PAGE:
642 F2d 799 Allen v. S Schweiker

642 F.2d 799

Joey B. ALLEN, Plaintiff-Appellant,
Richard S. SCHWEIKER, Secretary of Health and Human
Services, Defendant- Appellee.

No. 80-5312

Summary Calendar.

United States Court of Appeals,
Fifth Circuit.

Unit B

April 15, 1981.

R. A. Culbertson, Greater Orlando Area Legal Services, Inc., Orlando, Fla., for plaintiff-appellant.

Wilbur V. Chaney, Asst. U. S. Atty., Orlando, Fla., for defendant-appellee.

Appeal from the United States District Court for the Middle District of Florida.

Before RONEY, TJOFLAT and VANCE, Circuit Judges.



Joey Allen appeals from the denial by the Secretary of Health and Human Resources of his application for disability benefits and supplemental security income under the Social Security Act, 42 U.S.C.A. §§ 423(a); 1381a. The district court affirmed the denial. Allen challenges the legal standard followed and findings of fact made by the administrative law judge, as well as the district court's denial of his motion to remand in light of new evidence. Finding no reversible error and the Secretary's decision to be supported by substantial evidence, we affirm.


Allen is a middle-aged male with a ninth grade education. He has been employed variously as a horse trainer, railroad freight conductor, carpenter, carpenter's helper, and laborer. He was last employed in 1976 as a construction laborer.


On November 18, 1976, Allen applied for disability benefits and supplemental security income, alleging a disability based on pain in and behind his eyes causing him to go unconscious several times a day. After a hearing, an administrative law judge denied the application on the ground Allen was not disabled within the meaning of the Social Security Act, 42 U.S.C.A. § 423(d). This denial was approved by the Appeals Council, thereby making it the final decision of the Secretary. The district court affirmed.


The findings and decision of the Secretary are conclusive if supported by substantial evidence. 42 U.S.C.A. § 405(g). The reviewing court thus has a very limited role, and may not decide the facts anew or substitute its judgment for that of the Secretary. See, e. g., Goodley v. Harris, 608 F.2d 234 (5th Cir. 1979); Simmons v. Harris, 602 F.2d 1233 (5th Cir. 1979).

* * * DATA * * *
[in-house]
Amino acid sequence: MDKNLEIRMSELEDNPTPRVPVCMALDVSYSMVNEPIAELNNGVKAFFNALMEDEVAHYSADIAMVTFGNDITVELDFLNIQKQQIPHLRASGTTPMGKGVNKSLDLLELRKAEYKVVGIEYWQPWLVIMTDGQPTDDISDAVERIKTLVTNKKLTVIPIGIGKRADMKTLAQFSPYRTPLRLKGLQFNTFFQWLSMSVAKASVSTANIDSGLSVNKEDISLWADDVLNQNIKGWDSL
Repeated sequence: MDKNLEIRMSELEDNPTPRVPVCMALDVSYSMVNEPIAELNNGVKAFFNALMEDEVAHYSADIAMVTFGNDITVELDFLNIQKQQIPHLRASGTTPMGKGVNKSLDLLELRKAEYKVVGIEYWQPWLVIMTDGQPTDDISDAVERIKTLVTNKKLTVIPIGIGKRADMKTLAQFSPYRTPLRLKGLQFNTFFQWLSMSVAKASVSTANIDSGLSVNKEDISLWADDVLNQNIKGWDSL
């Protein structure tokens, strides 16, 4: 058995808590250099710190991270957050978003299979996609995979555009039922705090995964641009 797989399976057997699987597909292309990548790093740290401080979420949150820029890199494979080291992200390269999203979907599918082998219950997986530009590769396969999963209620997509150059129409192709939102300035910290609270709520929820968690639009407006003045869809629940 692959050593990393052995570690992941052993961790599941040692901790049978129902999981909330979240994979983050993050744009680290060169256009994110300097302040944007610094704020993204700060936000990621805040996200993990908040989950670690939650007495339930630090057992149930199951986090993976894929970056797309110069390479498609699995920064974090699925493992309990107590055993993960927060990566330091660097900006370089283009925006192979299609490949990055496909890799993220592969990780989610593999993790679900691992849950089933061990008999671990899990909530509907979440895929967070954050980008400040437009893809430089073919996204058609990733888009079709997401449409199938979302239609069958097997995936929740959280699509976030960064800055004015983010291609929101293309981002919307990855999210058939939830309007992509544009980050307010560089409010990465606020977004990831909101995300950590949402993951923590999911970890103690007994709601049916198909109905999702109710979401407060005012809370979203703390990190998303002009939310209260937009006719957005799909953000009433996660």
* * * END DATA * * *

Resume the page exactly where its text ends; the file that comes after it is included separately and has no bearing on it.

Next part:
In this case, there is substantial evidence to support the Secretary's decision. Medical reports by doctors who had examined Allen between 1974 and 1977 were introduced, including those of two neurologists, two psychiatrists, an ophthamologist, and a specialist in internal medicine and cardiology. As Allen concedes, none of these doctors found any physical or mental impairment which could conceivably cause his alleged pain, although both psychiatrists found Allen suffered from a mild "personality disorder." The ophthamologist and one of the neurologists specifically concluded they believed Allen was capable of working. In addition, a vocational specialist testified that Allen, given his age, education, work experience, mental condition, and complaints of pain, could perform a number of jobs, including his former employment as a laborer.


The only contrary evidence offered was testimony by Allen himself and by his former wife as to his "blackouts" and feelings of pain. Although the administrative law judge did not specifically evaluate the testimony of the ex-wife, he noted that Allen, a "difficult" witness, could not be given a high degree of credibility. After a review of the transcript, we cannot say the judge erred in discounting Allen's testimony. An administrative law judge may properly challenge the credibility of a claimant who asserts he is disabled by pain. See Simmons v. Harris, supra, 602 F.2d at 1236; Gaultney v. Weinberger, 505 F.2d 943, 946 (5th Cir. 1974). In any event, the resolution of conflicting evidence is for the Secretary and the administrative law judge, rather than for this Court. See, e. g., Grant v. Richardson, 445 F.2d 656 (5th Cir. 1971); Celebrezze v. Maxwell, 315 F.2d 727 (5th Cir. 1963).